Friday, December 20, 2013

This has been our Advent...

Chayo, after baptism yesterday

Beuatiful Roberto and friend of the family, Katya
The last post was the beginning of the Advent season.  The recent weeks since then have been full and rich.  It has been a time of preparation and also of waiting and that is what is meant by Advent. 

Specifically, we have been preparing for Chayo and Roberto's baptism.  This is a process that began back in February and propelled us into a new career, that of being spiritual parents.  Wally and I were earnest in assuming this for Leah, our 2 year old goddaughter, but then there were her older brother and sister who were floundering in the aftermath of their mother's death.  The answer at the time seemed to be the church, the center of life in their village.  The church could become the family and structure that they were lacking.  That's where we began this journey.  Chayo and Robert wanted to be baptized but they had not been to catechism which begins when children are 6.  They were too old to join the classes but the priest said that if they were to be tutored and tested monthly, that if they came to mass weekly, that he would baptize them.  So I said I would do it.  Had I given it a lot of consideration I would have had plenty of reasons to find someone better suited.  I hate to drive, I hate to leave my home, I don't speak Spanish well enough for exegesis and I already have a full-time occupation on the farm, but everything in me said "YES".  So we began meeting each week for study and again for mass and at the end of each month we met with the priest.  In these months of preparation we have been knit together.  We have grown famil-y-ar.  We are family now.

Earlier this week in preparation for their baptism they made their confession.  As I sat in the back of the church looking at the backs of their heads, the way they leaned forward to listen and speak to the priest, how beauty rested gently on them, I saw them through their mother's eyes.   I felt the fullness of hope and expectation.   I felt peace.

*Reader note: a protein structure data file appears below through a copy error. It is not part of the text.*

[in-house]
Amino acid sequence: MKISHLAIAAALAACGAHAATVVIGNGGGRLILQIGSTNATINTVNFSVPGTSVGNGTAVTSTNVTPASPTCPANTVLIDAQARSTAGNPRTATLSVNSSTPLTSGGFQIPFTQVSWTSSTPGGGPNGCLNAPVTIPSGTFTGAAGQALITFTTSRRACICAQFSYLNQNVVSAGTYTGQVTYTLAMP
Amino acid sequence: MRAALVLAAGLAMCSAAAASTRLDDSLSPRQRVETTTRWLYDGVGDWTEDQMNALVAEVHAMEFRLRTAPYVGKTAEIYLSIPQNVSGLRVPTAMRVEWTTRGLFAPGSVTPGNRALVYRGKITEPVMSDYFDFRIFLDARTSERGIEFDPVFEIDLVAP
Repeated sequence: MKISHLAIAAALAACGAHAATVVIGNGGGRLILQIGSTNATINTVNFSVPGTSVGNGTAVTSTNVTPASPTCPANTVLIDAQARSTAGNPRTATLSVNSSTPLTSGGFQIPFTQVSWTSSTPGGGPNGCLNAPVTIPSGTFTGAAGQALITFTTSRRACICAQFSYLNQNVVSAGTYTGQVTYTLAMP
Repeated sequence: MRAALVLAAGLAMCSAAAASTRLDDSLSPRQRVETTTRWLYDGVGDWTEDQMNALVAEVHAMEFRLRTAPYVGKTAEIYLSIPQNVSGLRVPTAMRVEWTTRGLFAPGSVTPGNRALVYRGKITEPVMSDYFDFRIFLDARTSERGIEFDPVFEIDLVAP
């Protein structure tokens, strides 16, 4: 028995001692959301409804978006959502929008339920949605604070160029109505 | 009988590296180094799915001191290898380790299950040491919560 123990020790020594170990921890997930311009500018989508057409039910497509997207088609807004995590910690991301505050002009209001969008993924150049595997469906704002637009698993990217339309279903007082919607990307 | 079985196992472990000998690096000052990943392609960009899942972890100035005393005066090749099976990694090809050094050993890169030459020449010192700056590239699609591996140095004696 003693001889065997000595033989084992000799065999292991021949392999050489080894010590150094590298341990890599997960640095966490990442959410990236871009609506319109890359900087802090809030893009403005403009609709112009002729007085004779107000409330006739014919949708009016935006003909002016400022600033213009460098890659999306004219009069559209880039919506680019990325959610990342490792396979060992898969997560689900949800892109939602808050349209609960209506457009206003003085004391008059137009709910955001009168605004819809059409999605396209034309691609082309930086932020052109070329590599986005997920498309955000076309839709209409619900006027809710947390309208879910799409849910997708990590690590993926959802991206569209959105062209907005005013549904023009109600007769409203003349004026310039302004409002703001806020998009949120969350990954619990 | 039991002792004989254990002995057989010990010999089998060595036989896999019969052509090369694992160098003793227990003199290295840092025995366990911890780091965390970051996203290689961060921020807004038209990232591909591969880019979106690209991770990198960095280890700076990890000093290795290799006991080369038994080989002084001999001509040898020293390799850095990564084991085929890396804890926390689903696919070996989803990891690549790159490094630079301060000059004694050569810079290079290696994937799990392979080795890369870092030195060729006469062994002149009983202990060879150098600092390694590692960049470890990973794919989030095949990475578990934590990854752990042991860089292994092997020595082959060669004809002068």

The baptism was a concentrated gathering:  the priest, Chayo, Roberto, their father and grandfather and us, the god-parents.   It was a perfect coming together that tied the yarn off of what had become accomplished. It was good.

Each week in Advent a candle is lit to represent an aspect of preparation for the coming of the Messiah.  Last Sunday the pink candle of joy was lit.  Before that the candles of hope and love, and this Sunday, the final week, peace.  As a whole, these candles represent the coming of light into the world. 

This has been our Advent experience.

Monday, December 2, 2013

Advent - a meditation on hope

The Annunciation by Henry O. Tanner
This painting moves me.  I have a book of paintings of the Annunciation.  I am drawn to the renderings of something so powerful and mysterious as an encounter with a call to purpose.  There is no inkling of the cost.  It is the beginning of great and terrible expectations, a swelling of spirit.  I particularly love this painting because it shows Mary of Nazareth as a teenager, just awakened from sleep and on the brink of saying "yes" to God.  How far and deep that "yes" would resonate began in one awe-full moment. 

How can anyone know what is ahead.  This is how I am feeling these days.  I am waking up to a compressed longing  for things to be better in the world and in particular for a few loved ones.  Perhaps the answer is in timing, like pregnancy.  Things are ready when there is ripening.  So much has to happen and be coordinated and that is where the waiting and expectation come into play.  First there has to be hope and then there is preparation with the expectation that it will come to pass.  

I am having a baby shower for something birthing in my soul...I don't know what the baby is yet, but I feel this stirring anticipation.  I want to be ready, I want it to be good so there's preparation: cleaning, beautifying, refining, joy to cultivate into booties for my hope when it comes.

Yesterday I heard of a woman giving birth 4 weeks early.  The baby was taken by caesarean because of fetal distress.  The mother hadn't been eating and she and the baby were dehydrated.  The baby was long but very low in weight and having to start its fragile life in an incubator.

Is this what happens when we don't care for our hope, does it slow the time of ripening, could it shrivel to death?  Doesn't hope, like a fetus, depend on daily nurturing?

And this makes me wonder:    is this what is lacking and why the world is not getting better?   s the second Advent on hold for more hope-ers so that the world's hope can ripen? 

Wait, hope and see.